Impact on data protection and privacy

Article 8 of the EU Charter guarantees right to protection of personal data, and the A29WP states it is ‘firmly of the view that the added value of the EES… does not meet the threshold of necessity which can justify interference with the rights under Article 8’.

The Opinion questions whether the EES, with predicted initial start-up costs of €183m, plus annual operating expenses of €88m, is suitably cost-efficient, particularly in light of other border systems also in development.  In addition, the Opinion doubts whether the creation of an additional large database of sensitive personal data is justifiable and expresses concern about proposals to automatically allow law enforcement agencies access after a two-year evaluation period.

More specifically, the following data protection concerns are raised:

  • Biometrics - these will be introduced without any evaluation period, something the A29WP disapproves of, as it may be possible to achieve the EES’ objectives without using this technology and collecting biometric data in the process;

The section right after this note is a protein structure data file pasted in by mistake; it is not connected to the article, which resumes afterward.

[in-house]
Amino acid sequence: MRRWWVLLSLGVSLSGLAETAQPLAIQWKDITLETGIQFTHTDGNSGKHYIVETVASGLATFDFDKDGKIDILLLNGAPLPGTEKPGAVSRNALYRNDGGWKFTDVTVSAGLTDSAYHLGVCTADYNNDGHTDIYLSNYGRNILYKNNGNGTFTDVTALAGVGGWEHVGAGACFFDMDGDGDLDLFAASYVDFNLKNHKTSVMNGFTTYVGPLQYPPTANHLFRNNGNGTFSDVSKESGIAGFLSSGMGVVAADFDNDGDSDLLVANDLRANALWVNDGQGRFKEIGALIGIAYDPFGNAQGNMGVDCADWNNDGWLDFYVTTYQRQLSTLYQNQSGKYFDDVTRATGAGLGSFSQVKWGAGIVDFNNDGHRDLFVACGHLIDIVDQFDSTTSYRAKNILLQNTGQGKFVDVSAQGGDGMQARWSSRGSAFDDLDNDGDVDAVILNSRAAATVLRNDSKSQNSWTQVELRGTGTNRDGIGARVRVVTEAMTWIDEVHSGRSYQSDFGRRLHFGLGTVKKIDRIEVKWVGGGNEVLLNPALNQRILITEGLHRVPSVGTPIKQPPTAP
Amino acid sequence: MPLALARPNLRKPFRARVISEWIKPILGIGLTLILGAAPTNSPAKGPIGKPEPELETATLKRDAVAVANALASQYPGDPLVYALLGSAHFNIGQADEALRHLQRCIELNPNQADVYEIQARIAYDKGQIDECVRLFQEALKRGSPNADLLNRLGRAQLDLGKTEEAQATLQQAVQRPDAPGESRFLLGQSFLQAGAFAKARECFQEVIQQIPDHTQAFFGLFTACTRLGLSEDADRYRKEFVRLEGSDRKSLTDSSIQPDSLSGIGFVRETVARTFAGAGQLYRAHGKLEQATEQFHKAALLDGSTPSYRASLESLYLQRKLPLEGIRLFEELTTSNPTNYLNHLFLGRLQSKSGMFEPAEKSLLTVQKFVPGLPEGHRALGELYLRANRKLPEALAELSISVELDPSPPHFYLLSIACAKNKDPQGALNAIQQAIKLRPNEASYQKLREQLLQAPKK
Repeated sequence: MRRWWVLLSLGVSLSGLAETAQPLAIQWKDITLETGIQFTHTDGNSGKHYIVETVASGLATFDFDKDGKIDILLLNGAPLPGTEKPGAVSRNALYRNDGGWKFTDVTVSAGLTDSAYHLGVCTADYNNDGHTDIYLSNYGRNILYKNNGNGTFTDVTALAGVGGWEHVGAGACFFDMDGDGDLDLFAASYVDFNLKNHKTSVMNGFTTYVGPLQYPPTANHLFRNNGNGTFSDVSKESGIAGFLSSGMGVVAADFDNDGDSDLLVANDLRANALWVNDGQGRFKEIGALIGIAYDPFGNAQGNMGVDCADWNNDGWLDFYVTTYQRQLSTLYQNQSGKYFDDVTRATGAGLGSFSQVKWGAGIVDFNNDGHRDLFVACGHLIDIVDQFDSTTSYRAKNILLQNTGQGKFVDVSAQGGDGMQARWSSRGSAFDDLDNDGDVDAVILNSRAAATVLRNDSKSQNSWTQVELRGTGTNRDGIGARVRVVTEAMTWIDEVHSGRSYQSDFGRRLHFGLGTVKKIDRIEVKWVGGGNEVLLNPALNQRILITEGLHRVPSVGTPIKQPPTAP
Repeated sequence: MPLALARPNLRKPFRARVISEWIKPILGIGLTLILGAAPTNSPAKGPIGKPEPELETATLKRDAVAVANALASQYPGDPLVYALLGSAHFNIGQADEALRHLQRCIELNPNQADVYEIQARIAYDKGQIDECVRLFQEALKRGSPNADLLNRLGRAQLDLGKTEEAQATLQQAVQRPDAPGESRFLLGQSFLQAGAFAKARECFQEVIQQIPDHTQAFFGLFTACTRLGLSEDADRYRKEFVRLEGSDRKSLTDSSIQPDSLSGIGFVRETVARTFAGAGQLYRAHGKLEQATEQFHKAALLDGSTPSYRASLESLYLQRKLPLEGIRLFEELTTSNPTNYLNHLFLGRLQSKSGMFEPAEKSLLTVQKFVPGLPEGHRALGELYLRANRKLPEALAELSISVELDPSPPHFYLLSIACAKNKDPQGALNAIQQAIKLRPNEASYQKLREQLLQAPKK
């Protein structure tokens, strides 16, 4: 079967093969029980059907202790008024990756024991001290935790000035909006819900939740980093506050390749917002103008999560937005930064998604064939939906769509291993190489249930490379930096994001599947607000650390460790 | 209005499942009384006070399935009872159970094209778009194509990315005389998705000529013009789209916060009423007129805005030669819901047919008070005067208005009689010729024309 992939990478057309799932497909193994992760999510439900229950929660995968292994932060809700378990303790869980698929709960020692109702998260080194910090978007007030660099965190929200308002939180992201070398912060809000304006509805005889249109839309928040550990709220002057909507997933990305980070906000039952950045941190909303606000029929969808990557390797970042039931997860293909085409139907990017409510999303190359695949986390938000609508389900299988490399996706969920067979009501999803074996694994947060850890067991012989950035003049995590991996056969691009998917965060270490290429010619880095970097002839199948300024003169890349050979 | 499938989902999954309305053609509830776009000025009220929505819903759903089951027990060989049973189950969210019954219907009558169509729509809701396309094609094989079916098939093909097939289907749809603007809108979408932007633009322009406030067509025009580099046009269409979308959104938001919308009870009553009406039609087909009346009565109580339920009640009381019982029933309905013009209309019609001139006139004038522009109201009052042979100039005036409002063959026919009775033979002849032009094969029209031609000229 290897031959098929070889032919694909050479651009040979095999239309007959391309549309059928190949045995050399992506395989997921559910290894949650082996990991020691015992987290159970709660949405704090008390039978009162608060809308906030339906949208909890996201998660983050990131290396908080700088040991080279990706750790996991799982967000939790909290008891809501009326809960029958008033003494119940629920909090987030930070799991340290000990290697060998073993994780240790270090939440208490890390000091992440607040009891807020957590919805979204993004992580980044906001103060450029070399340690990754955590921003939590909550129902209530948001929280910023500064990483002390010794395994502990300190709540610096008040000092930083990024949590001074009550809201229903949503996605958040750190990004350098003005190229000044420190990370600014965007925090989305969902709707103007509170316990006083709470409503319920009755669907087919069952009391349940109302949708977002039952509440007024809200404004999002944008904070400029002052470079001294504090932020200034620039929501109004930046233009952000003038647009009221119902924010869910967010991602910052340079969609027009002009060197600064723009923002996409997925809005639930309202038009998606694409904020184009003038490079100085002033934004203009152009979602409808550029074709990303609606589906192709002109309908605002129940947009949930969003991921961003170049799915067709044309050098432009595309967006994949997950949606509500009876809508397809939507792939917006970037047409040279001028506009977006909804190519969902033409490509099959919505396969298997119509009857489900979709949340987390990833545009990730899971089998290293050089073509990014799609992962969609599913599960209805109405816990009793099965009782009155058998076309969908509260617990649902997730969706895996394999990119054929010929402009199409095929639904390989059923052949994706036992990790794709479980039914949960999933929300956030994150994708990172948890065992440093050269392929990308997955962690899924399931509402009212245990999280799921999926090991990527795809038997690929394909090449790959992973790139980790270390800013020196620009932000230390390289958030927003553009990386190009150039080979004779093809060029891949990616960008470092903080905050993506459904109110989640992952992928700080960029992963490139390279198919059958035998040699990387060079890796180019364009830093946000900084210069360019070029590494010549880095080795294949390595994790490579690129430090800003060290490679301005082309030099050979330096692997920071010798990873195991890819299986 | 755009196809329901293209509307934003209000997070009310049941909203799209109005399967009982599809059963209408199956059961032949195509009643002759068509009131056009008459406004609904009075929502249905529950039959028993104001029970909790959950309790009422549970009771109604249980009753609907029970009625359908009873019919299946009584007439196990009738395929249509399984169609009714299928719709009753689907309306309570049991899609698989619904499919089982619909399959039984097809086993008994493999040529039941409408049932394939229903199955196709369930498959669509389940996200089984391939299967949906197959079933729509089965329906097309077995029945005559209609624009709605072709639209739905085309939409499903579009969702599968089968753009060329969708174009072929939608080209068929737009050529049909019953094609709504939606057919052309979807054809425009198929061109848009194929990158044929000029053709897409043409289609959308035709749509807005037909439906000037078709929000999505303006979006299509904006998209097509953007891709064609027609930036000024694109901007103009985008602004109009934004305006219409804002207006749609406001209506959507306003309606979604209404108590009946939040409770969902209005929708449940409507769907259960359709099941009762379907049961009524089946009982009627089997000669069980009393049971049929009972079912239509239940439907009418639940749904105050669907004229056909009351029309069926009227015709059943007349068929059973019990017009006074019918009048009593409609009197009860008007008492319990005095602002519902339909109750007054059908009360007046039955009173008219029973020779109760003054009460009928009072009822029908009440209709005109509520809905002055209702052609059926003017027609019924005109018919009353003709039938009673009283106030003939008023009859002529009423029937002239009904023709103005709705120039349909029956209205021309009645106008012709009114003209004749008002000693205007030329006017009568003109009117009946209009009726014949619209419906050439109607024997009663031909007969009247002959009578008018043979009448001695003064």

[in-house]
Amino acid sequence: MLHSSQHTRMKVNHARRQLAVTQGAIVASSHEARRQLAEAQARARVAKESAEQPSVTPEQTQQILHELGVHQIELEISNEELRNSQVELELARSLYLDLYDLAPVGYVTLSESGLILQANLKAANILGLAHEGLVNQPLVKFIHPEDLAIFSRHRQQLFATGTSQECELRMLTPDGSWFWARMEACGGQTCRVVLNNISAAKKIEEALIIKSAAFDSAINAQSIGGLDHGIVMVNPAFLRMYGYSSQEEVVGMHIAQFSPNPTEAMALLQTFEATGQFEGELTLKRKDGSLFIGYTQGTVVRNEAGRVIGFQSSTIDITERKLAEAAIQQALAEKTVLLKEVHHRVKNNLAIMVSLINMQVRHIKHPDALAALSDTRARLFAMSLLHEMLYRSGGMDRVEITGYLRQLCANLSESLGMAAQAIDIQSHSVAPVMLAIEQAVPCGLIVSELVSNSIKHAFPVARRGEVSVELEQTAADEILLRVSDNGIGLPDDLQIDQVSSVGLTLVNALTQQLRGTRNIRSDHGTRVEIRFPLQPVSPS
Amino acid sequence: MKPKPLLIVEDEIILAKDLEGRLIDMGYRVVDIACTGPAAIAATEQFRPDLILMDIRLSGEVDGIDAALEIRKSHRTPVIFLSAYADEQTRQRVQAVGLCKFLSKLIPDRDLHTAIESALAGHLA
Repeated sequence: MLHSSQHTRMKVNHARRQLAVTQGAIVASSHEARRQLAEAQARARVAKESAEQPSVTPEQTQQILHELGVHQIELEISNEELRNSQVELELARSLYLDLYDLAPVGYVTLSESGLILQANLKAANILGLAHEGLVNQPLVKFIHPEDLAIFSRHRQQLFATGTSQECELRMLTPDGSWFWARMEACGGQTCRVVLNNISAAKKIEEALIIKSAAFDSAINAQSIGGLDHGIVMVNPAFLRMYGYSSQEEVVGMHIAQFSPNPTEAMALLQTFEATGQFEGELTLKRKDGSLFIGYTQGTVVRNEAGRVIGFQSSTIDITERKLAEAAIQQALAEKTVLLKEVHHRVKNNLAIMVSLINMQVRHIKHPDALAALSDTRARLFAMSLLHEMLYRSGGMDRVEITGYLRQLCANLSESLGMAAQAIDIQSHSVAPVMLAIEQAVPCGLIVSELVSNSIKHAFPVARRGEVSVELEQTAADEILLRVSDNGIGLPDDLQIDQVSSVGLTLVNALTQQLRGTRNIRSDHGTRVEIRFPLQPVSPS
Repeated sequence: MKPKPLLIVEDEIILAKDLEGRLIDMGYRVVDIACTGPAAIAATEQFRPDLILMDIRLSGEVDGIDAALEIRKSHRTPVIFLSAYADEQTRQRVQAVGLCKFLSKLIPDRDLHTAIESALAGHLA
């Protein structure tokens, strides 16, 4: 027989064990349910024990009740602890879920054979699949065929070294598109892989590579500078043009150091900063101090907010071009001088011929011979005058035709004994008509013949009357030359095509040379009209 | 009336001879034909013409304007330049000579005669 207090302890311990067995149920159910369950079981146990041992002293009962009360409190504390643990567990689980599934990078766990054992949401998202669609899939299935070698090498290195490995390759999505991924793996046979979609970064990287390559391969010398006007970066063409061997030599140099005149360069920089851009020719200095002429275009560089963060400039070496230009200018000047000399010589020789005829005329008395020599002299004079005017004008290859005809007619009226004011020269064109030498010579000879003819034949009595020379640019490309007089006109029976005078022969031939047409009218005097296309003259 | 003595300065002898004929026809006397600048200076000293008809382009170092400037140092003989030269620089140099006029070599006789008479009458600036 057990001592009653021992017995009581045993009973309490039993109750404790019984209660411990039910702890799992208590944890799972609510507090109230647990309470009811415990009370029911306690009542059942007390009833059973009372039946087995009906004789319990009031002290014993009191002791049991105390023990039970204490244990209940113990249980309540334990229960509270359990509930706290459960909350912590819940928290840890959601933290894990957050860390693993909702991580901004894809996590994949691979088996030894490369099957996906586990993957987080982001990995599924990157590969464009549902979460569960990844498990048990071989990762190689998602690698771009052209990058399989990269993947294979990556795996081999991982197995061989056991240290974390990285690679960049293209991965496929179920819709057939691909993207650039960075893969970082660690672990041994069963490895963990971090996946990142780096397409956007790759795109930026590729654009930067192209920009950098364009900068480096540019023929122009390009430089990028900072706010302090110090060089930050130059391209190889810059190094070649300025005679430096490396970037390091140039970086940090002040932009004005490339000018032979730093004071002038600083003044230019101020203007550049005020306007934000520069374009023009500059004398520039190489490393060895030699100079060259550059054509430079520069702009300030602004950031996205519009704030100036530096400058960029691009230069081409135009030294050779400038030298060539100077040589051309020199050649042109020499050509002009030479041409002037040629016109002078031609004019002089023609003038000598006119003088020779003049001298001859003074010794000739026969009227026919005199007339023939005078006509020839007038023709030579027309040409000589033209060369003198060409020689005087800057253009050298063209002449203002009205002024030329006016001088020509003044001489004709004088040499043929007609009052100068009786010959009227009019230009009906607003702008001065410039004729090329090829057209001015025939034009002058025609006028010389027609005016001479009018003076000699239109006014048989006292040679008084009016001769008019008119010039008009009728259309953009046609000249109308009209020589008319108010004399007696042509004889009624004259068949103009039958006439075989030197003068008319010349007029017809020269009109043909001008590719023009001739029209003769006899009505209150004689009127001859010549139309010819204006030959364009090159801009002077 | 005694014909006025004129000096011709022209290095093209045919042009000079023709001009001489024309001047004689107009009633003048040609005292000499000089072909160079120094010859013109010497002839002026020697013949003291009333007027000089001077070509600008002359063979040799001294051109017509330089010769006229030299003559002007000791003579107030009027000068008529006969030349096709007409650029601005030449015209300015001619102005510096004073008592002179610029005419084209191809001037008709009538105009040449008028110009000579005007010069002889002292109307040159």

• Retention periods - the A29WP considers a blanket extension of the period for which data will be retained, from six months to five years if an individual overstays, to be disproportionate;
  • Deletion of data – the EES will allow a person to request that their data be deleted if a permanent right to remain is granted. However, the A29WP suggests data subjects should be advised of this right upon receiving the right to remain, and raises concerns of false overstay notices being issued during the period between an application for residency and it being granted;
  • Data transfer to third countries on readmission – the EES proposals currently grant EU Member States considerable discretion in transferring personal data to third countries when trying to return a migrant to his or her country of origin. The A29WP is concerned that this may breach the EU Charter and questions what safeguards will be imposed to ensure Member States respect the rights of individuals; and
  • Definitions – these are inadequate, for example ‘Biometric data’ is defined as fingerprints.

In addition the A29WP is concerned about the lack of specific safeguards in how data is accessed, the risk of discrimination when vetting traveller risk without evidence, and the creation of a biometric database.

WAB Comment:

Border and immigration control is a complicated and difficult issue, both legally and politically. While the A29WP respects the Commission’s aims in proposing a smart EES, it also raises important concerns both from a practical and data protection standpoint. Although its views are not binding on the EU legislative institutions, the A29WP is well respected and its opinions are highly persuasive; given the clearly pressing need to tackle many of the issues identified in the proposed EES, and the increasing protection afforded to data protection by the EU, it would be sensible for EU legislature to address the issues raised in the Opinion.